This week Albany Molecular (AMRI) announced job cuts in their New York facilities, at the same time they are hiring in their Singapore and Indian outposts. There was even a net gain in jobs, which is likely small consolation to those let go.
This is not a real surprise of course, as AMRI operate to provide cheap as possible chemical services and it is still a fact that such services are more economic in the far east and also eastern Europe: AMRI also have a site in Hungary. Though salaries are on the rise in parts of China, for example, there is still a significant gap, but that is not the only factor. AMRI commented in their press release that this was what their clients wanted, so it is not just AMRI moving their operation overseas, it has been requested that they give them chemical service from that area of the world. So not only the cheaper costs, pharma companies are looking to establish themselves in those growing markets.
It is not just AMRI that are doing this, pharmaceutical companies have laid off a lot of people in the last few years and have set up either sites in China or India or have agreements with companies based there. This is a process that will continue – increase even – before it gets better for western chemists, as start-up companies here work out how to best get customers to use the local talent rather than cheaper alternatives overseas. How they might do this is not straightforward; they might offer a specialist service that is either not offered or for which the data produced needs to be of high quality. Something further along the drug discovery process might apply here – for example lead optimization to overcome PK problems, although relying on keeping a lead here might end up being disasterous. Alternately they might act as an intermediary between the two continents, which might at least be a short-term solution for pharma that wants to make use of the cheaper costs but is worried about the potential pitfalls.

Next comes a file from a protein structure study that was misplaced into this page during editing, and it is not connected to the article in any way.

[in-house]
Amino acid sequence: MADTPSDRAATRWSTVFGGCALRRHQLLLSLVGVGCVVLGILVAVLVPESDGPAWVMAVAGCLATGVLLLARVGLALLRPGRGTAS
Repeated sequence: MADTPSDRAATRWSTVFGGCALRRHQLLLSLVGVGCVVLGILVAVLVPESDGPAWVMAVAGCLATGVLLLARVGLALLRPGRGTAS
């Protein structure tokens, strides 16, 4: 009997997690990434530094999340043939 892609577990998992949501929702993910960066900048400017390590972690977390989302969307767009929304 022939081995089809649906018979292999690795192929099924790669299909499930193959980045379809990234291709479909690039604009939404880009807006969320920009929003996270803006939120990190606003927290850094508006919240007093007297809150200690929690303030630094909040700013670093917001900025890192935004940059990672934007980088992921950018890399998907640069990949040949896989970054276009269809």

The evolution of the drug discovery business in the US and Europe is likely to be a painful process for those of us directly involved. But it will have to evolve, else a lot of trained drug discovery chermists will have to find a new way of making their living.